Mortgage Rates Fall But Likely to Jump

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3 · 26 · 15

Following two consecutive weeks of improvement, fixed rates on home loans are poised to turn higher in the next report.

In Freddie Mac’s Primary Mortgage Market Survey for the week ended March 26, thirty-year fixed rates averaged 3.69 percent.

That was a nine-basis-point decline over
last week’s survey and the second week in a row that fixed rates improved. The average was 71 BPS better than in the same week last year.

On conventional, conforming loans, 30-year fixed rates averaged 3.91 percent in February, off from 4.06 percent in January, according to the Federal Housing Finance Agency.

Fixed rates, however, are likely to be
approximately 10 BPS worse in Freddie’s next survey, based on Mortgage Daily’s analysis of Treasury market activity.

But that’s not the way panelists surveyed by for the week March 26 to April 1 see it. No change was predicted by 55 percent, a decline of at least 3 BPS was projected by 45 percent, and none expected an increase.

Joe Farr,
a director at MBSQuoteline, noted the dynamics have changed since Freddie conducted its survey.

“Due to MBS prices falling over the last couple of days, the Freddie Mac report that rates have fallen by 8 basis point is a little misleading,” Farr explained in a statement. “Rates as of today are actually a little higher than they were last Thursday.”

In its Housing Forecast: March 2015, Fannie Mae predicted that long-term fixed rates will average 3.7 percent in the first quarter then rise 10 BPS each of the following four quarters.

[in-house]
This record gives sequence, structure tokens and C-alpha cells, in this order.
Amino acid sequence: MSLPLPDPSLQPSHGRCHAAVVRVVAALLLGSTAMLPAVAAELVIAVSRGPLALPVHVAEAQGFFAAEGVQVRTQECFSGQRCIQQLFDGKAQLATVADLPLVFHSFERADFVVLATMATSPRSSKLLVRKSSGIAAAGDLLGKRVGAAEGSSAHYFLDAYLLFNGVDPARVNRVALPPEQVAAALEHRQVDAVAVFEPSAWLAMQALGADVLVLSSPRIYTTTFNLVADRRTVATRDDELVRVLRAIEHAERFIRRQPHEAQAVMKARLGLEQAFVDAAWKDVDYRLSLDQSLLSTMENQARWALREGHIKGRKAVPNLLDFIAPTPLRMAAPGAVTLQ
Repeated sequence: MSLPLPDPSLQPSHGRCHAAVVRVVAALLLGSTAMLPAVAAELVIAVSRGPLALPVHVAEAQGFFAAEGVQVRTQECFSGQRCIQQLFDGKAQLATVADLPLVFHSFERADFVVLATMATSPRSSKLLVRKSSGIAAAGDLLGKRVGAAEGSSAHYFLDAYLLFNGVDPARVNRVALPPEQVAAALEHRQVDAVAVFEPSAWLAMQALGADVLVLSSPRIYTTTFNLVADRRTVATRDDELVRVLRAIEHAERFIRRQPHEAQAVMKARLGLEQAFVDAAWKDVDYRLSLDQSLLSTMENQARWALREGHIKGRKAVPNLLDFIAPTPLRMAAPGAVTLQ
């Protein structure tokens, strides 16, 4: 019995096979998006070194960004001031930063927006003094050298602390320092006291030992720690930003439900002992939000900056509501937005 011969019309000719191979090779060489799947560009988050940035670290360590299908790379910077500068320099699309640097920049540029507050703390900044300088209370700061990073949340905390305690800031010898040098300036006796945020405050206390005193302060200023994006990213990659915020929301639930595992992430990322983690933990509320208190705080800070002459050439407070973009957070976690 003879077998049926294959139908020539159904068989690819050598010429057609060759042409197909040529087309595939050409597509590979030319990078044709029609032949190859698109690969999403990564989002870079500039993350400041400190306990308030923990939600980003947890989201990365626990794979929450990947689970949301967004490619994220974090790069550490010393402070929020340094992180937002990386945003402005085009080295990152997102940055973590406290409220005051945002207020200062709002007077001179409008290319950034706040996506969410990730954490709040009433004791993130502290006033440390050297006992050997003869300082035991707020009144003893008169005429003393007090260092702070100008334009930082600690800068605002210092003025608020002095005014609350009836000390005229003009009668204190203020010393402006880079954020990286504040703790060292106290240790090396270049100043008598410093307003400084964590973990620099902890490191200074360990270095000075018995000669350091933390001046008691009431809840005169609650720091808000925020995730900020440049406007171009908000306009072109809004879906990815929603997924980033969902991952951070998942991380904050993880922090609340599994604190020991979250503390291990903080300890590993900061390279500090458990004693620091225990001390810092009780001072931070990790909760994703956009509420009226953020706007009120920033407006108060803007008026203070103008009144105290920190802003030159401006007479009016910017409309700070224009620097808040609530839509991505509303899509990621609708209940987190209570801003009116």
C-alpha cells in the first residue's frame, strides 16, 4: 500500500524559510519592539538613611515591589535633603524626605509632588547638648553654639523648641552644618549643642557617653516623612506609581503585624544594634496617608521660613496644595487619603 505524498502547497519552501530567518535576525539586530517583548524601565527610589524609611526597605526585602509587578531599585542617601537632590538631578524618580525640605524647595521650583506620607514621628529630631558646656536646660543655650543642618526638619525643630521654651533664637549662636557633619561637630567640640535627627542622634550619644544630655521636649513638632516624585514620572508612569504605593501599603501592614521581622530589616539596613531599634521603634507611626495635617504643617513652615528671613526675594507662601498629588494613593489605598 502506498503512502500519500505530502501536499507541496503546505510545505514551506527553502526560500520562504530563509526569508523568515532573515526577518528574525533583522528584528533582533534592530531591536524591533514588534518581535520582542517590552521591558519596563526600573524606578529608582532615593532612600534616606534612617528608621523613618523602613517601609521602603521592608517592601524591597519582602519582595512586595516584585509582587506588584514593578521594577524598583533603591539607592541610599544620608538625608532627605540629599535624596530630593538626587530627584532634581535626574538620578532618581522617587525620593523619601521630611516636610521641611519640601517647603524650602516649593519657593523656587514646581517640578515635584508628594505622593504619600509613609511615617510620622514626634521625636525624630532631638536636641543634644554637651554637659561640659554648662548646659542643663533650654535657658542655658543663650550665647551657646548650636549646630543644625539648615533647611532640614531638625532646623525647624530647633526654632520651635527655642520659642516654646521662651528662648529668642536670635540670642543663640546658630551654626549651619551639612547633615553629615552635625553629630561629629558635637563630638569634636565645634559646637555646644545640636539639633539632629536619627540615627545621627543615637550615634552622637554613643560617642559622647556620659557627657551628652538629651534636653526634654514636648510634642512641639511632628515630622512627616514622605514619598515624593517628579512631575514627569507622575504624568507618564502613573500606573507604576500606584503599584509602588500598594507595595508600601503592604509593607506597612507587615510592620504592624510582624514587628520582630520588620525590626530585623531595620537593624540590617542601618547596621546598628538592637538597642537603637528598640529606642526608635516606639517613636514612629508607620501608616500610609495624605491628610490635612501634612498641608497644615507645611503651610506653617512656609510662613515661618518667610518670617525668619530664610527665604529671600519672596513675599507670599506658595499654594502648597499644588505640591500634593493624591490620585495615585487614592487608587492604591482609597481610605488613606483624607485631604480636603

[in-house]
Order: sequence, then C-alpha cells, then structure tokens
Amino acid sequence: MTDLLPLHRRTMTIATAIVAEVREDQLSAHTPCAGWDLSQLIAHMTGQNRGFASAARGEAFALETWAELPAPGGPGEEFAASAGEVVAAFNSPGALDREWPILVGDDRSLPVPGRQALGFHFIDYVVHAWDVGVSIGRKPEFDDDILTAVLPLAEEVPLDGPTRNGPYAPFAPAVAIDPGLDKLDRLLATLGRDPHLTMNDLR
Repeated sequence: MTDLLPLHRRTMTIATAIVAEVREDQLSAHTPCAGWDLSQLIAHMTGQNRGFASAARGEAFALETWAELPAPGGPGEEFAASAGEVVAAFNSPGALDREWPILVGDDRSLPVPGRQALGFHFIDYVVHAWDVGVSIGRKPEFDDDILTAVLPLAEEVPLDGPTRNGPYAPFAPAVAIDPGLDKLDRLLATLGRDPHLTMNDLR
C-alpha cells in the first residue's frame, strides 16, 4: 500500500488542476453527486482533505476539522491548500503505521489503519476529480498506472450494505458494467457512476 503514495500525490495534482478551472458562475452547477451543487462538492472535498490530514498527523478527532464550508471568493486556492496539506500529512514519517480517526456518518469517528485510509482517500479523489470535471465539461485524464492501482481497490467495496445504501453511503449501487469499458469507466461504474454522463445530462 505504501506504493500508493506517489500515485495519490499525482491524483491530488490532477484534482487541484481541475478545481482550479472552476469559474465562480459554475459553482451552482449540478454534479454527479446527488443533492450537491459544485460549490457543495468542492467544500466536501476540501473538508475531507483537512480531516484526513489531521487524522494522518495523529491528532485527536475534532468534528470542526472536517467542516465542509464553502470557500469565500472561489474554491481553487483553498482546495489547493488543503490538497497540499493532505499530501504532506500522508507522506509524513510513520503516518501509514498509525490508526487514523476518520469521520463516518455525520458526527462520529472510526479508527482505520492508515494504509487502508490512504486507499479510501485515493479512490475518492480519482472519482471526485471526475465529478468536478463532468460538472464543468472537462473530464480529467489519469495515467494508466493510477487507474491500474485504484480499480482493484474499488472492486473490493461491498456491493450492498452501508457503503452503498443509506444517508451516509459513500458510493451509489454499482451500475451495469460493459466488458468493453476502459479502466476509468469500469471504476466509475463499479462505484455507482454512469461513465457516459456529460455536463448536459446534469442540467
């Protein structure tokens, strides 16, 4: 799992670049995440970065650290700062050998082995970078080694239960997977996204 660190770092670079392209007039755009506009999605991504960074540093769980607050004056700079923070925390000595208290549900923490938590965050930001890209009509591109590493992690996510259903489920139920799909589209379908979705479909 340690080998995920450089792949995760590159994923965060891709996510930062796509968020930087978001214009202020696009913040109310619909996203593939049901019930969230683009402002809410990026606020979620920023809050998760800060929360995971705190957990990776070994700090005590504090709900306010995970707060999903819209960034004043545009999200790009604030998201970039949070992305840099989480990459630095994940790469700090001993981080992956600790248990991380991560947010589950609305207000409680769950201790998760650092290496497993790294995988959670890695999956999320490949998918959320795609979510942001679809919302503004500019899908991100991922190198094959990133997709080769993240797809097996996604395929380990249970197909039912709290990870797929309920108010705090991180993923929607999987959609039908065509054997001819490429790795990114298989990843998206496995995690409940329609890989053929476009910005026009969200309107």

The Mortgage Bankers Association was a little less optimistic about 30-year fixed rates, projecting in its
MBA Mortgage Finance Forecast for March that 30-year rates will average 3.7 percent this quarter, 4.0 percent in the second quarter and 4.4 percent in the following three-month period.

The difference between interest rates on conforming loans and jumbo
mortgages was seven BPS in the U.S. Mortgage Market Index report from LoanSifter-Optimal Blue and Mortgage Daily for the week ended March 20. The jumbo-conforming spread thinned from 10 BPS in the previous report.

Freddie reported that 15-year fixed rates averaged 2.97 percent, 9 BPS better than in the week ended March 19.
There was no change from the last report in the spread between 15- and 30-year mortgages, which was 72 BPS.

Five-year, Treasury-indexed, hybrid, adjustable-rate mortgages averaged 2.92 percent in Freddie’s survey, off 5 BPS for the week.

Fannie has hybrid ARMS averaging 3.0 percent this quarter then increasing 10 BPS each quarter through the end of next year.

Freddie said average one-year Treasury-indexed ARMs were 2.46 percent, the same as a week earlier and 2 BPS worse than the week ended March 27, 2014.

One-year ARMs are projected by Fannie to climb from 2.4 percent in the first quarter to 2.6 percent three months later and 2.7 percent in the third quarter.

The bad news for one-year ARM borrowers is that their rates are likely to increase the next time they adjust based on the one-year Treasury yield, which climbed to 0.28 percent Thursday from 0.26 percent seven days earlier, according to Treasury Department data. The one-year Treasury yield has more than doubled compared to a year previous, when it was just 0.12 percent.

But the six-month London Interbank Offered Rate was down 1 basis point from a week earlier to 0.39 percent Wednesday, reported.

The latest
Mortgage Market Index report indicates that ARM share increased to 9.4 percent from 9.1 percent in the week ended March 13.

ARMs are predicted by Fannie to account for 7 percent of originations in the first three months of this year. ARM share is then projected to be 8 percent for the remainder of this year and all of next year.


Mortgage Daily Staff


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